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Trouble sharpening Henckels knives

I have a full set of Henckels (mostly five-star). They are 20-25 years old with light daily use.

I simply cannot get and keep an edge on them all of a sudden, even using the techniques I have always used. I am an advanced hobbyist woodworker and can put an edge on a plane blade that allows me to make a wood shaving I can see through. I have a full set of oil and water stones. I have even paid (ughhh) to have the knives sharpened -- and within a day or two: dead.

My regular routine is to set a primary edge of about 20 degrees and a compound edge of 25-30 degrees. The knives are finished off with a 6000 grit Japanese water stone.

I use a bamboo cutting board. The knives have never seen the inside of a dishwasher.

So....I hear from Williams and Sonoma that knives this old can lose their ability to hold an edge. I'm not sure I buy that, but my experience has me spooked.

Anyone else experience this?

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  1. I also have Henkles knives about 25+ years old - they were called Four Star when I bought them IIRC. They've been my only knives over that period and have gotten a good bit of use. I also am having trouble keping them sharp now. My technique isn't anywhere as technical as yours...I didn't do anything but the steel until about 8 years ago, and now take them to the little local sewing machine shop every year (if i'm lucky) and just hone on the Henkles steel in between. This served me well until lately - now it seems they just won't hold an edge. I really don't want to replace them for "sentimental" and economic reasons, but I need good knives!! What to do?

    1 Reply
    1. re: nojunk

      Sorry, Four Star. I must be prone to exaggeration.

    2. I'm not sure I buy that either. I could be that they need to be thinned behind the primary bevel.

      2 Replies
      1. re: scubadoo97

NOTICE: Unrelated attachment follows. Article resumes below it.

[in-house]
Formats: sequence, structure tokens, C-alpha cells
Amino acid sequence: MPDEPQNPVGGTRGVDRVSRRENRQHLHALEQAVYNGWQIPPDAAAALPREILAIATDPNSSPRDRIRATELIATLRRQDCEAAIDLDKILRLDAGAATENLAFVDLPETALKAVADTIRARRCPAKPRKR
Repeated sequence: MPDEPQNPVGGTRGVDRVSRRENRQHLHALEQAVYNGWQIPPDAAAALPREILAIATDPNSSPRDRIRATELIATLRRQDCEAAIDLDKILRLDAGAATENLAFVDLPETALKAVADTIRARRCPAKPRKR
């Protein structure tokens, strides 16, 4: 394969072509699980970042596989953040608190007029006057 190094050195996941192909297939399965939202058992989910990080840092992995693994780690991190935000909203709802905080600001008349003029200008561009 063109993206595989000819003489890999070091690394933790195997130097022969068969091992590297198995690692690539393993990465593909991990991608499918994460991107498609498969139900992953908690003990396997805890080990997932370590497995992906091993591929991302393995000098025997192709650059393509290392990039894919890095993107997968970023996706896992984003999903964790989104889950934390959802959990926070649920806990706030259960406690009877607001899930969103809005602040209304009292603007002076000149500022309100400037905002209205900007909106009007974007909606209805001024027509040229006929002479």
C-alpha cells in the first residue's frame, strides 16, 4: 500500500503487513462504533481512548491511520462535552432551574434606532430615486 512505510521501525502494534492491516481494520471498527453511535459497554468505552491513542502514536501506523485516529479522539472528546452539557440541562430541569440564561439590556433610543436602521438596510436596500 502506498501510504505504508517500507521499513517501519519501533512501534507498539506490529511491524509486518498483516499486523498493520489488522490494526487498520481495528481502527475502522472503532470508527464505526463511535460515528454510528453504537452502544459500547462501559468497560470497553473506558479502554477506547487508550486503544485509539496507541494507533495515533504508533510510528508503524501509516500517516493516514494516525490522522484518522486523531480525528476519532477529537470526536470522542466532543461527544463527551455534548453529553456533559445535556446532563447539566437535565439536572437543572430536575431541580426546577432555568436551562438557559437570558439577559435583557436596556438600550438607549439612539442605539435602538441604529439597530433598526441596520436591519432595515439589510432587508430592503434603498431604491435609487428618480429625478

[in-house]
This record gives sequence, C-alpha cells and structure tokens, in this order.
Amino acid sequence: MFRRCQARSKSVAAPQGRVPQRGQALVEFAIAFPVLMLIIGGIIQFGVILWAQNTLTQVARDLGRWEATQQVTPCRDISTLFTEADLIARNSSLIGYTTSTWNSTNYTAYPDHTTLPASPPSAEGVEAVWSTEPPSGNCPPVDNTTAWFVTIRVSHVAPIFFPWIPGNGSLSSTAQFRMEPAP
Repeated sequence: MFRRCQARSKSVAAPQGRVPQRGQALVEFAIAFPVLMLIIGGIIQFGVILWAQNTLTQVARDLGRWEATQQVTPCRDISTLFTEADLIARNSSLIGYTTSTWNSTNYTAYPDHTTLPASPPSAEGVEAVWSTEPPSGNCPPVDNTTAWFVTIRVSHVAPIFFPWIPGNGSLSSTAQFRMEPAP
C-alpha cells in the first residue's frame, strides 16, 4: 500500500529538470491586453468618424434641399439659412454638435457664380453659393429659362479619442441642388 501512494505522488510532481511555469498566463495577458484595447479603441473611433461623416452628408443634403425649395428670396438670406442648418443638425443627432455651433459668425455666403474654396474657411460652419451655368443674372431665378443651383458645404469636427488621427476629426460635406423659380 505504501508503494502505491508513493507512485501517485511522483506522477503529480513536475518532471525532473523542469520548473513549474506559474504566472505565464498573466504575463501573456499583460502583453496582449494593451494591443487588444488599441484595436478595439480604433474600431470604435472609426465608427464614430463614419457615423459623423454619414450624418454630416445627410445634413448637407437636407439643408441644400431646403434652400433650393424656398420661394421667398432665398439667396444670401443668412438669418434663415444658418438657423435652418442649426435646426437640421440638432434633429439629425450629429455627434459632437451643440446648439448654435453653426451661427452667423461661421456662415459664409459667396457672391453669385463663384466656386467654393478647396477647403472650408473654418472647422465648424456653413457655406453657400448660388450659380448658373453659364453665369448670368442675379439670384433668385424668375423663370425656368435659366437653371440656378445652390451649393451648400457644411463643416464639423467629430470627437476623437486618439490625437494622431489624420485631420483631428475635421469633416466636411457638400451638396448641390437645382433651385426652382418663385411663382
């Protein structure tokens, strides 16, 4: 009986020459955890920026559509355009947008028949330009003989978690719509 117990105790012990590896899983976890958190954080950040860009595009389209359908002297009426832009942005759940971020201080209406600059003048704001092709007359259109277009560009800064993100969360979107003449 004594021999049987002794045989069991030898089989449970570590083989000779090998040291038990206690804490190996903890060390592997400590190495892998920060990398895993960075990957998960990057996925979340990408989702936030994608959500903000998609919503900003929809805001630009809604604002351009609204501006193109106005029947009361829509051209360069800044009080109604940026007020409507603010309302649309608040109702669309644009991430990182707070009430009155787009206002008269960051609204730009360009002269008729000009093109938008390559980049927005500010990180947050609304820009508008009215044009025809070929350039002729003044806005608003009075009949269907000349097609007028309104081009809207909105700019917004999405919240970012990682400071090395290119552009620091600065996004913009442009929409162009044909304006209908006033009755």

Not sure what you mean. "Thinned?" And by "behind the primary" do you mean the secondary bevel or the flat of the blade. I can't imagine the latter has an effect.

        I have tried primary bevel only (which is what most home sharpeners and shop sharpening is), but also done primary/secondary bevel.

        1. re: SkipII

          As you sharpen over time the metal behind the primary bevel gets thicker

           
      2. I think scubadoo is right about thinning.

        Rather than have all the flats reground (difficult and expensive) or having a tall secondary bevel ground in (a little unsightly), you might want to take/send the blades to a pro sharpener who does good rolled (convex) edges (e.g., Bob Tate, Bob Kramer's understudy). I think this would thin out the blades enough that you can then have a few additional years of your own fixed-angle resharpening. It'd also give you an idea of how good a rolled edge can be.

        1 Reply
        1. re: kaleokahu

          I contacted Bob and will probably go that route. By the way, I mentioned the rolled (convex) edge and he did not seem to know what I was talking about. Maybe that is not his technique? Anyway, he seems to have great references, so I'll go that route for now and use a ceramic steel. Still disappointed I could not get a good edge on these knives, since I was always able to do so before. Maybe I'll find out something after Bob works on them.

        2. From what I know, ancient swords dug up thousands years ago can be sharpened, so I really do not buy the idea that an 2-30 steel cannot be sharpened. I am really amazed that people come up with stuffs like this. Seriously, I cannot even dream up stuffs like this. In all honesty, people from Williams and Sonoma aren't exactly knife experts.

          I think scubadoo's theory can be correct. Through some of what you said, does not seem to match up. For example, you wrote "I have even paid (ughhh) to have the knives sharpened -- and within a day or two: dead." So you are saying that they can be sharpened, but the edge does not last more than a few days. I would think if the blade is thick behind the primary bevel, then it just does not feel as sharp in day 1 and it should not have the "sudden deterioration" experience you had.

          Anyway, to thin out the blade can be time consuming. A more practical method is to put a back-bevel and primary bevel as scubadoo has suggested. For example, put a 15o back bevel and then put the 20o primary bevel. Basically, the following:

           
          1. The older knives might have been case hardened, such that the hardening reached the center of the metal in the thinner parts, but not quite in the thicker parts of the knife. If that's the case, you'll never get them to stay sharp if you've removed enough metal to move the edge close enough to the spine to miss the hardening.

            1 Reply
            1. re: ThreeGigs

              Thanks, but I have not sharpened them that much. If that was the case, the blade would be below the bolster.